Let VIM locate the file for you…

A very nice feature of VIM is the ‘gf’ command (go to file), which will open the file under cursor.

However, if there is a line like this:

 import my_file

“my_file.e” won’t be opened, because vim looks for “my_file”.

This can be easily solved, by adding this to your .vimrc

:set sua=.e

And to the more interesting part…

Q: If “my_file.e” isn’t located in the current directory, how will VIM find it?

A: The same way Specman does. With ‘specman_path’!

Adding this snippet to your .vimrc will do the trick 🙂

let &path = system(“echo $SPECMAN_PATH | sed ‘s/:/,/g'”)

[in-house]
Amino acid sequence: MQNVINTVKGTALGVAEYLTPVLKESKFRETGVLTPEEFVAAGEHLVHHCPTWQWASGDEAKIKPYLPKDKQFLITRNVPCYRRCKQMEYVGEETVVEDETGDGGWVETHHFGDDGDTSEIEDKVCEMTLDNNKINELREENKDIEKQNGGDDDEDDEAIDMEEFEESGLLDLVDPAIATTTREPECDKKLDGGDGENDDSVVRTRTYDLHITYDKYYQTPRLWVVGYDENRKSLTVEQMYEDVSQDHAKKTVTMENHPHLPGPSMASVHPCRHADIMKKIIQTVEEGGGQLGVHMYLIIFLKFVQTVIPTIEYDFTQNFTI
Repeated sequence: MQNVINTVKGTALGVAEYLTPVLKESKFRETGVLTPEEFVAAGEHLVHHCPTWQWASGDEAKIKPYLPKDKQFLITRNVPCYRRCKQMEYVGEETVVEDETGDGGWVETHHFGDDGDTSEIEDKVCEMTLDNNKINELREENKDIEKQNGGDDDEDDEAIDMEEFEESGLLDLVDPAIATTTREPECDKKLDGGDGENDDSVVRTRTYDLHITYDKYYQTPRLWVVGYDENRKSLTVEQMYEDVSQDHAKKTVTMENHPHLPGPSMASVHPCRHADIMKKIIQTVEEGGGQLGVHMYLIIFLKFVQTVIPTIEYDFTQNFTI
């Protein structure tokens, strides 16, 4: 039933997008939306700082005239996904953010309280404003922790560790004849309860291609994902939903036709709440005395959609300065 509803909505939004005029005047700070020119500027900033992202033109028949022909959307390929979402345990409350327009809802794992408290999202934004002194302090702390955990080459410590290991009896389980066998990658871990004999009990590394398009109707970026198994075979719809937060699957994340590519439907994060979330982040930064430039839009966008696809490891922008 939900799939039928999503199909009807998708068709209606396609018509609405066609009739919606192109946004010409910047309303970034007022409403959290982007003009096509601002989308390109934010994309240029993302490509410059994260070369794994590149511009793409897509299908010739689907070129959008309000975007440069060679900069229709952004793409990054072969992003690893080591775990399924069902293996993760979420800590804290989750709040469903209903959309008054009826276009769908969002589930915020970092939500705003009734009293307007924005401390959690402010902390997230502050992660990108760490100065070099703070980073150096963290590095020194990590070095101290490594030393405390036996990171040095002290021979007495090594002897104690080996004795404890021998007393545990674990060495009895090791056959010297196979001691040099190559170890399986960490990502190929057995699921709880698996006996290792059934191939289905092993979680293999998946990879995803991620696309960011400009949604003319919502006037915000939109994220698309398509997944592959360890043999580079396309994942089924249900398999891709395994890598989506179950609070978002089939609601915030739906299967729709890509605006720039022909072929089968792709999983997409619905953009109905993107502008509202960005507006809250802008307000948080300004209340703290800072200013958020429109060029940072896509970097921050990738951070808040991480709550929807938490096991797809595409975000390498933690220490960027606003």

if strlen(&path) == 0
     let &path = “.”



Filed under Specman

2 responses to “Let VIM locate the file for you…

  1. Hagai

    Liked that!!

    Two small things:
    1) Instead of using gf, and leaving current buffer, a split can be used by pressing CTRL-w and then f
    2) I think it’s always good to add CWD (.) to the path, since files that are located in CWD with the same name as in the SPECMAN_PATH, will be in a higher priority


    • Hagai, thanks for the insights!

      1) is indeed nice shortcut, however, when reading a top file, I personally prefer to use , and replace the current cuffer. (and then return back with CTRL-O, or CTRL-6)
      2) Adding (.) to the path:
      You’re correct that if it’s missing VI won’t find files in current directory.
      However, maybe we DO want VI to emulate Specman behaviour, and not give CWD higher priority.
      I’m not sure here…
      Let the users decide what’s better for them 🙂

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